Case summary: Blakely v On-Site Recruitment Solutions Ltd


    Much publicity has already been made of this case (which was supported by Unite) and has been referred to in some commentary as a “ground breaking legal victory”. The conclusion of the Employment Appeal Tribunal’s (EAT) decision was that the case should be remitted to a freshly constituted employment tribunal. As such it is perhaps better to view this case a stark reminder to agencies and companies engaging individuals that contracts, and the individuals’ understanding, are key (as opposed to viewing this case as setting any new precedent).

    The Facts:

    The facts of this particular case are somewhat confused by the lack of contractual documentation agreed between the parties prior to the commencement of the services.  
    The claimant was a pipefitter providing services to an end client, through an agency (On-site) and via, what is described as, an umbrella company (Heritage).   
    From the facts established at the initial Tribunal Hearing the claimant received his pay via the umbrella company and received a payslip detailing Employer’s NI, retained HP, company management margin and referring to him as an employee. At some point after the commencement of the engagement the umbrella company sought to introduce a set of terms which confirmed the claimant’s position as a self-employed subcontractor.  Terms the claimant did not sign or agree.
    The claimant, with the backing of his Union, sought to bring a claim for unlawful deductions and holiday pay citing both the umbrella company and the agency as respondents.
    The Employment Tribunal’s Decision:
    The ET concluded that the claimant was not a worker of the agency as the claimant had no contract with the agency (which is a pre-requisite of worker status).
    The ET further concluded that the claimant was not a worker of the umbrella company as it determined he was not providing services to the umbrella company “in any meaningful sense”.  It found that the umbrella company was simply administering the tax and payroll for the claimant.

    The Appeal:

    Appeal to the EAT was made on four grounds:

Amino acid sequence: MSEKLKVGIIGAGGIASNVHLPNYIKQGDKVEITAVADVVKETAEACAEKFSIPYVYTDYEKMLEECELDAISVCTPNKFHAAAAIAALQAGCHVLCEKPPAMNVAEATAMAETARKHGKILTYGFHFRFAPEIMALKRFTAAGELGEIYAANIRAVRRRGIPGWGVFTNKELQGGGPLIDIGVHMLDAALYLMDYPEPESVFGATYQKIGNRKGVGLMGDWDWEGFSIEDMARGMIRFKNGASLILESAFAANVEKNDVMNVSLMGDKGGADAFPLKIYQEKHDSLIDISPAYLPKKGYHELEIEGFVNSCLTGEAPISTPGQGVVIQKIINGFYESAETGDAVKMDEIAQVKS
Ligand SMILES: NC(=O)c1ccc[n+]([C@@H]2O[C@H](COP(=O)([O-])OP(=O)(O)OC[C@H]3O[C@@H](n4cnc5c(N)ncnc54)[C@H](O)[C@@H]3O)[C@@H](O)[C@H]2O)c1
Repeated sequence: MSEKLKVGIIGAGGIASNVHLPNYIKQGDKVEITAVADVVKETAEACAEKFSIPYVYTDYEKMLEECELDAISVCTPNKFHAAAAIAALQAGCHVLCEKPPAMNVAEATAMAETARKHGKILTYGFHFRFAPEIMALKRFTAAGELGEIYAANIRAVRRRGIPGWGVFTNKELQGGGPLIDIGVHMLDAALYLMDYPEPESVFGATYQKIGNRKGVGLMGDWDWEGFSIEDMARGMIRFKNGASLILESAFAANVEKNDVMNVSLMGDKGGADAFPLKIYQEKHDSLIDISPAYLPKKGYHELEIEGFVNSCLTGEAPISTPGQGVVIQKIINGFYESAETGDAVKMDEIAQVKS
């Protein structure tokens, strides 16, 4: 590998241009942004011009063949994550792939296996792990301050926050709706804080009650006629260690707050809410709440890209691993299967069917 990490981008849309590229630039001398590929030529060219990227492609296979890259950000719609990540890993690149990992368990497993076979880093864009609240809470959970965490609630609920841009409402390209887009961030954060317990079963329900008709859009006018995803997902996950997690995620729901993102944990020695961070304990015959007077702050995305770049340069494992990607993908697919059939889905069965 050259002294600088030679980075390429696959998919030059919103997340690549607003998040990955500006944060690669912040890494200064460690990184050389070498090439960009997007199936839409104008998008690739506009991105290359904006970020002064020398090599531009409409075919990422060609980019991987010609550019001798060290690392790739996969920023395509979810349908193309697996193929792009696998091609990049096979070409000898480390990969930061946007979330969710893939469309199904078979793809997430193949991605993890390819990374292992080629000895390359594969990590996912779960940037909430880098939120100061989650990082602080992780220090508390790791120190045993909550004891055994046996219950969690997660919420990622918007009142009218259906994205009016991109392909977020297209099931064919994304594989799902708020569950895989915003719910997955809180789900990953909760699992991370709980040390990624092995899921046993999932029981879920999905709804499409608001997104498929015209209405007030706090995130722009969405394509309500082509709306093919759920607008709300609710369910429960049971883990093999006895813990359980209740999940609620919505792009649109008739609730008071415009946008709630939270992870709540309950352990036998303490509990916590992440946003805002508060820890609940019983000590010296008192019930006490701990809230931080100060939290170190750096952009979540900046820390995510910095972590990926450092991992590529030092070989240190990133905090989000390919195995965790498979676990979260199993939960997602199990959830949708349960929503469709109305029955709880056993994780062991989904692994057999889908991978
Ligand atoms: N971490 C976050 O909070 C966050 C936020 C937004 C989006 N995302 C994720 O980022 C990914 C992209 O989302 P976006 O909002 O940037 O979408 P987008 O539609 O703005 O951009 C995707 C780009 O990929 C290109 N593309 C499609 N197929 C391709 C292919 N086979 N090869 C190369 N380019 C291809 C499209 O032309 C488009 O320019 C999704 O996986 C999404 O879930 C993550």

1. The Tribunal erred in concluding there was no intention to create legal relations (which is necessary for a contract) between the parties;
    2. The Tribunal erred in finding there was no undertaking to provide work or services personally to the umbrella or agency;
    3. The Tribunal erred in its approach in failing to identify a business undertaking of the claimant to the umbrella or agency being a client or customer or the claimant;  and,
    4. The Tribunal failed to apply the correct approach, having due regard to the Autoclenz judgement, in respect of assessing the reality of the engagements compared to the written terms. 

    The EAT’s Decision:
    In respect of the first point of appeal, in order to determine there was no intention to create legal relations, due regard must be given to all parties, it stated “The Tribunal seems to have reached its conclusion about intention without any regard to the C laimant's intentions. Any conclusions about the absence of intention to create legal relations could only have validity if it could be said that both parties shared that intention”.  
    The EAT went on to conclude “It is not in dispute that the first question to be answered in a limb (b) worker case is whether there is a contract. If that question has been approached incorrectly, as it has in my view, then the rest of the judgment cannot stand”.
    Nonetheless, the EAT went on to comment on the further points of appeal.  It found, in respect of the second ground, that personal service was not considered fully due to the incorrect decision of the Tribunal in respect of the first ground of appeal.